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dc.contributor.authorRamras, Rachel Lee
dc.date.accessioned2018-11-08T21:37:05Z
dc.date.available2018-11-08T21:37:05Z
dc.date.issued2015-04
dc.identifier.urihttps://hdl.handle.net/20.500.12202/4193
dc.description.abstractToday’s generation is constantly criticized for its obsession with and reliance upon technology. It is easy to conjure imagery of youth with their thumbs attached to the keyboards of their phones and headphones glued to their ears. However, while this disapproval stems from a rational, understandable concern, these critics fail to recognize the positive aspects brought about by these new hi-tech appendages. For thousands of years data has been a significant factor in the way cultures develop, communities function and professionals perform in the workforce. When the ancient Mesopotamians developed writing, their intention was to create a system for keeping track of information that might be useful to their culture. Governments, dating back to biblical times, have conducted censuses to collect records about their citizens, in order to make more informed decisions about how to organize their community. Actuaries, in addition to other professionals dealing with risk, have gathered data about the threats they work to avoid, in the hopes that these pools of figures will reveal innovative information that might assist them in their work. While these efforts are logical and well founded, they are not always practically executed. In the analog age, accumulating and interpreting this data was extremely costly, time-consuming and inefficient; often times the collected data was outdated by the time the study was completed. Once “digitization,” the process of converting information into a digital format, became popularized, this data amassing process changed drastically. Not only did the method for collecting data become more economical and 3 conducive to progress, but furthermore, since the data was now stored digitally, it could be saved and reused for future purposes, regardless the intent of its original collectors. (MayerSchonberg 71-90)en_US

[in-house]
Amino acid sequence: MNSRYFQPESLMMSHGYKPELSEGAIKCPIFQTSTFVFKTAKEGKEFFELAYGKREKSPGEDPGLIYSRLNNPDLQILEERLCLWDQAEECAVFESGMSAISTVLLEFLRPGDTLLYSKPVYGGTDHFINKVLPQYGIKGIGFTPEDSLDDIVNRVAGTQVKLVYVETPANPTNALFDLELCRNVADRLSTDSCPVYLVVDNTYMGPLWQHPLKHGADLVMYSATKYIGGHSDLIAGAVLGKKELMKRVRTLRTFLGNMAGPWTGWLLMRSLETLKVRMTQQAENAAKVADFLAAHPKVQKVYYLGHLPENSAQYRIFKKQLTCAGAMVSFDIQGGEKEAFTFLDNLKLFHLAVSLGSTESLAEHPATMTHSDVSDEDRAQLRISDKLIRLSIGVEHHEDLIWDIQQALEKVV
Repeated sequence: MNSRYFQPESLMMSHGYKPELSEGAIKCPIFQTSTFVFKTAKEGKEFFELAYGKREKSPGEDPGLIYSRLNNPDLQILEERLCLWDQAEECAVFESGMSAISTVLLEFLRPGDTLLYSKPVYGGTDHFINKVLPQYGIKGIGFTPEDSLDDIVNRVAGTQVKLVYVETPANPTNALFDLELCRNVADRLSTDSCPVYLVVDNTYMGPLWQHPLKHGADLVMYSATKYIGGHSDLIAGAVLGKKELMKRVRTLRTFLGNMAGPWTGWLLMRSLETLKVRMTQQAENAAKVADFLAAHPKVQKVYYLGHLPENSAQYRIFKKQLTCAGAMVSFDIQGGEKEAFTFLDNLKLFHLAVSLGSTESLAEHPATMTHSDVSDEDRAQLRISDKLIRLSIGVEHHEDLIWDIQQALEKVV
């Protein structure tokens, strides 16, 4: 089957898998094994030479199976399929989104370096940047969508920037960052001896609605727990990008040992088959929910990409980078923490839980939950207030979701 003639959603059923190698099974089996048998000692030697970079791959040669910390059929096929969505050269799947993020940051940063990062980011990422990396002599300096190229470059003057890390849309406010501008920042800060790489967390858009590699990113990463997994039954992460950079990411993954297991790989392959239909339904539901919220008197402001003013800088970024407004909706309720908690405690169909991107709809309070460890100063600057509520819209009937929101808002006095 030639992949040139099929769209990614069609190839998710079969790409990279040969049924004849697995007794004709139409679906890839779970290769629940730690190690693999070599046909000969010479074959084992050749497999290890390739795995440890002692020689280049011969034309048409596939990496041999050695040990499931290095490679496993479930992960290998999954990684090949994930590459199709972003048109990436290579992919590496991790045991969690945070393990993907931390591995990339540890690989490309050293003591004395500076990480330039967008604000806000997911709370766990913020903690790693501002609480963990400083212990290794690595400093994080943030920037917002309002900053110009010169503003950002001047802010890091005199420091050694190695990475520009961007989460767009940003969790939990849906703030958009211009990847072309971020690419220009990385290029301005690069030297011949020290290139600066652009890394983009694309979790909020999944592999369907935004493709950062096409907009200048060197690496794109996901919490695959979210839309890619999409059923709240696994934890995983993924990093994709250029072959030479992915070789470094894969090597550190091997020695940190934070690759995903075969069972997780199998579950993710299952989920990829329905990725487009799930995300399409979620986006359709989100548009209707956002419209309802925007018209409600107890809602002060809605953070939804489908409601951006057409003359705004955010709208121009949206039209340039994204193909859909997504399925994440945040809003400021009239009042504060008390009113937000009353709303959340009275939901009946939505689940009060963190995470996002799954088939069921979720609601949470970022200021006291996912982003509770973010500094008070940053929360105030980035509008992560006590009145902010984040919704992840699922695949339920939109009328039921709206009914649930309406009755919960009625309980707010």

dc.description.sponsorshipS. Daniel Abraham Honors Programen_US
dc.language.isoen_USen_US
dc.publisherStern College for Womenen_US
dc.rightsAttribution-NonCommercial-NoDerivs 3.0 United States*
dc.rights.urihttp://creativecommons.org/licenses/by-nc-nd/3.0/us/*
dc.subjectBig data --Economic aspects.en_US
dc.subjectMusic trade --Technological innovations.en_US
dc.subjectMusical analysis --Data processing.en_US
dc.subjectMusic trade --Internet marketing.en_US
dc.subjectWeb usage mining.en_US
dc.subjectMusic and the Internet.en_US
dc.titleBig Data: The Small Solution to a Big Problem Applying Predictive Analytics to the Online Music Industryen_US
dc.typeThesisen_US


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Attribution-NonCommercial-NoDerivs 3.0 United States
Except where otherwise noted, this item's license is described as Attribution-NonCommercial-NoDerivs 3.0 United States